- The next stage in the cascade is that primary care physicians will become predominantly Lifestyle Medicine practitioners, and will need to learn to become in fact the healing partner to their patients, simply the subject matter expert, or the navigator in a relationship where the patient is driving the bus.
- Infectious diseases will be relegated to their niche. In simple cases a Primary Care Physician may be able to help, but more likely the specialty of Infectious diseases will be strengthened, with the proviso that the changes of Lifestyle Medicine put much more emphasis on a strong immune system, so that also there, doctors will have to be much more conscious of assisting the person in healing in an appropriate manner, for the more is handled by the patient’s immune system, the stronger they will be, so the therapeutic stance will change.
- Once it is clear that it’s the mind of the patient where the action is (see a.o. Cindy Lora-Renard’s A Course in Health and Well-being), then it will also become clearer that all other reasonable healing modalities should be entertained on an equal level with the now monopolistic medicine, which is simply not qualified once it. Some important work is being done in Holland in this area, see a.o. this site on health mastery. Where health and healing becomes the mission, all reasonable modalities are reasonable until they are not. The challenge will be to keep a check on frauds, but for now the biggest fraud is the healthcare system we have, which is spending 85% of healthcare dollars on treatments for things we now know and understand it cannot treat, simply because doctors are not trained in nutrition, and are blindly providing treatments that cannot cure the diseases in question, everything from cardiovascular disease (CVD), Diabetes (mostly T2D, but to a degree T1D as well), MS, RA, some cancers, IBD, Crohn’s disease, Alzheimers, Lupus, and the list goes on.
Conclusion: The Next Healthcare System
I have begun to write here about possible healthcare systems of the future, here, and here. The essence from an economics point of view is that we now have a system that rewards treatment of diseases, to the point where more treatment equals more money, and it has resulted in ridiculous over-treatment. Volumes have been written about this, but, feel free to explore my Bibliography of Pharmageddon on this point.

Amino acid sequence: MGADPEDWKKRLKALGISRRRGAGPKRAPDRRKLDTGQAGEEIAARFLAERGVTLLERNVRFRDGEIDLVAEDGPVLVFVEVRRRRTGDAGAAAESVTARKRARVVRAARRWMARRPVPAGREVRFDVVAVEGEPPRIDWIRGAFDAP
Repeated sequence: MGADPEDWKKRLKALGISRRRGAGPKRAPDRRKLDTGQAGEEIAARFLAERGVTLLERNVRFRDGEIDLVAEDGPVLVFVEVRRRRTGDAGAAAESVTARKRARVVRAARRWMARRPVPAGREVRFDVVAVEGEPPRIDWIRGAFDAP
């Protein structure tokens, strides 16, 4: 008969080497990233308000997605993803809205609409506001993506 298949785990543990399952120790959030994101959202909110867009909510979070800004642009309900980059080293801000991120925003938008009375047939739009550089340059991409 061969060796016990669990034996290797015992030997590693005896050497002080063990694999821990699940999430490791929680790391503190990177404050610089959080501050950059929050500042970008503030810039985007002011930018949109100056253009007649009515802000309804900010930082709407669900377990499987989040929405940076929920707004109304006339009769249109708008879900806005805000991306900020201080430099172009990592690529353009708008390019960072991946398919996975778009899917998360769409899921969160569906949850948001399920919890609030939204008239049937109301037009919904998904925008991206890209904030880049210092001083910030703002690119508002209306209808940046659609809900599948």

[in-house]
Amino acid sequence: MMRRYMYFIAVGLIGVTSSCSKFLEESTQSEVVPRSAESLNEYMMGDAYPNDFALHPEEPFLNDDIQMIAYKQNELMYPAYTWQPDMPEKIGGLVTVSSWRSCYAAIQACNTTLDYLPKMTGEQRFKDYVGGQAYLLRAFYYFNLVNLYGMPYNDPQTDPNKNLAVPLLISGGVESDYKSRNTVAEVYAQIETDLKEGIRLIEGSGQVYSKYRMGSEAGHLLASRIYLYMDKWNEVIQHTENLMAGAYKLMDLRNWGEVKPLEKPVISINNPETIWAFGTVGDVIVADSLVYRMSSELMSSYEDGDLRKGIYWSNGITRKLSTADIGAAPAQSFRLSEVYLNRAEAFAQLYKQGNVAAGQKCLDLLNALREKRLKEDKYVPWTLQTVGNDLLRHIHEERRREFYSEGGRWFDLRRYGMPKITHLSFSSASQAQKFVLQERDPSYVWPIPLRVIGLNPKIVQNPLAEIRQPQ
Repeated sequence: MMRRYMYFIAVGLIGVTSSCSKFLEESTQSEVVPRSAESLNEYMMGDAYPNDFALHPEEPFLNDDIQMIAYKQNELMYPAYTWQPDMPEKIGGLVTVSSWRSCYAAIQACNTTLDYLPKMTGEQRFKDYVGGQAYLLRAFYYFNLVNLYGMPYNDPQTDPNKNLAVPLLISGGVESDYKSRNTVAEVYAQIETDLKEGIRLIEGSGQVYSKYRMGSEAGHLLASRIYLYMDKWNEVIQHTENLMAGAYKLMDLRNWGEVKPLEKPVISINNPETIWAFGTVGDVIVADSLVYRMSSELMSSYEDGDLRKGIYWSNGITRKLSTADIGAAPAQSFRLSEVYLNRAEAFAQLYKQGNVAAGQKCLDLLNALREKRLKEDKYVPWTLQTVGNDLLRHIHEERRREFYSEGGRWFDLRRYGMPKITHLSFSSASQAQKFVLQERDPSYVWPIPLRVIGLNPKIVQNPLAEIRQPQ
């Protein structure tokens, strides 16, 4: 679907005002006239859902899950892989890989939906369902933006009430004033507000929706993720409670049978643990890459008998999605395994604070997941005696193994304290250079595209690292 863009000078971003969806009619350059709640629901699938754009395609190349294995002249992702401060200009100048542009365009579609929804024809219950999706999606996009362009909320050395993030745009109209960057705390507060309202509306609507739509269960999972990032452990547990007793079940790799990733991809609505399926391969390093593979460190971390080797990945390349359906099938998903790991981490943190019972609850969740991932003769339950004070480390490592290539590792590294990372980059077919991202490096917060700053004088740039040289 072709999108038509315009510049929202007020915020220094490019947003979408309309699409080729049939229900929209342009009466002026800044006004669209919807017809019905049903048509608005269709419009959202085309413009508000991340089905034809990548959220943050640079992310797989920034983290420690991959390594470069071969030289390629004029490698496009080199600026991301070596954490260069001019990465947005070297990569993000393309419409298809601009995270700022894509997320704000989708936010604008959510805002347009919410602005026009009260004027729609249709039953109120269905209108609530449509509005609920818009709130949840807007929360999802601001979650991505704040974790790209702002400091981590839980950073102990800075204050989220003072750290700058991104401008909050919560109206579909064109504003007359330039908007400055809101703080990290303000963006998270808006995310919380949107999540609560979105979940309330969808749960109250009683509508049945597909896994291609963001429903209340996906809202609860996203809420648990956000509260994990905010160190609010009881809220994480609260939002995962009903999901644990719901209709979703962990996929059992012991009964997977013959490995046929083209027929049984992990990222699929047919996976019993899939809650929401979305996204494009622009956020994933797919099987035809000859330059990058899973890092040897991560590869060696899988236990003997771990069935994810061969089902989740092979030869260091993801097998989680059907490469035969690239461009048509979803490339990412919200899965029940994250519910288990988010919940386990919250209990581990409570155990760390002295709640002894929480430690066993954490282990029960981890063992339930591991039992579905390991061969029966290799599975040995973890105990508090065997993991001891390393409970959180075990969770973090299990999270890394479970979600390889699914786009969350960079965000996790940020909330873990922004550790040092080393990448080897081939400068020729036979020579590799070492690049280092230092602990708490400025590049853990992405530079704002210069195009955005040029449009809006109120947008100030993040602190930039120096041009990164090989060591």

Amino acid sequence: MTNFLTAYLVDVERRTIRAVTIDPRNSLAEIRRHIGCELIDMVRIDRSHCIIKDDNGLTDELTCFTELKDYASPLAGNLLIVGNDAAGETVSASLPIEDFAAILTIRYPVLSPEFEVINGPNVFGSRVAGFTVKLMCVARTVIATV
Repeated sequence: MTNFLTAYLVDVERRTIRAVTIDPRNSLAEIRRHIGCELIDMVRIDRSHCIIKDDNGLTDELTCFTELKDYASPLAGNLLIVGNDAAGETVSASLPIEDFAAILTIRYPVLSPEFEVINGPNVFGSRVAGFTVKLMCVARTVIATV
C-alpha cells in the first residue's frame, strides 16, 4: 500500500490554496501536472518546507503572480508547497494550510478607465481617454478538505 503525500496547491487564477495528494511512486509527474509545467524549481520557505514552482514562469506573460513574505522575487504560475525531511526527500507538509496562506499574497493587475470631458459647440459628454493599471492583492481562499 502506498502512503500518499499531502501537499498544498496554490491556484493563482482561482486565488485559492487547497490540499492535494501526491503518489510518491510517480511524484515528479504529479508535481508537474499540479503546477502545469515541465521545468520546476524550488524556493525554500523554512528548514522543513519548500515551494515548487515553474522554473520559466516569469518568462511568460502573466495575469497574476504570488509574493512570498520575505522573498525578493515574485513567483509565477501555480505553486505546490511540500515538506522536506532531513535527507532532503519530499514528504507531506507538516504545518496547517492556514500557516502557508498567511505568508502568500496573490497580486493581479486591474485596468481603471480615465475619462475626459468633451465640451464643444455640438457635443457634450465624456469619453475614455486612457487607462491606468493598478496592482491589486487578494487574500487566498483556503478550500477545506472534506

The healthcare system of the future will have to honor the responsibility of the patient and reflect also the economic meaning of personal choices while providing what insurance was meant to do in the first place, which is protect against true disasters. My favorite idea is still a mutual society of healthcare consumers, who pay for the maintenance out of their own pocket, but are insured for special care, but have their PCP and backup staff at their disposal in making critical health decisions and prevent over-treatment and over-charging.
Today’s model of exploitative disease treatment is entirely based on the wrong incentives and impossible to control. Even very extensive support for Lifestyle Medicine might cost less than $10K for a budding heart patient who shows up with ED, but untreated, would result in lifetime billings of as much as $5 million for escalating heart disease staring with Viagra, which does nothing for the disease, except for suppressing the symptoms and ending with multiple bypass surgeries. Psychology is a key factor, and the resistance to serious paradigm changes is at play throughout this process. These transitions are all paradigm changes, the Whole Foods, Plant-Based diet is a paradigm change within nutrition, Incorporating plant-based nutrition in healthcare in the form of Lifestyle Medicine is another paradigm change. Any other form of healthcare reform is treading water.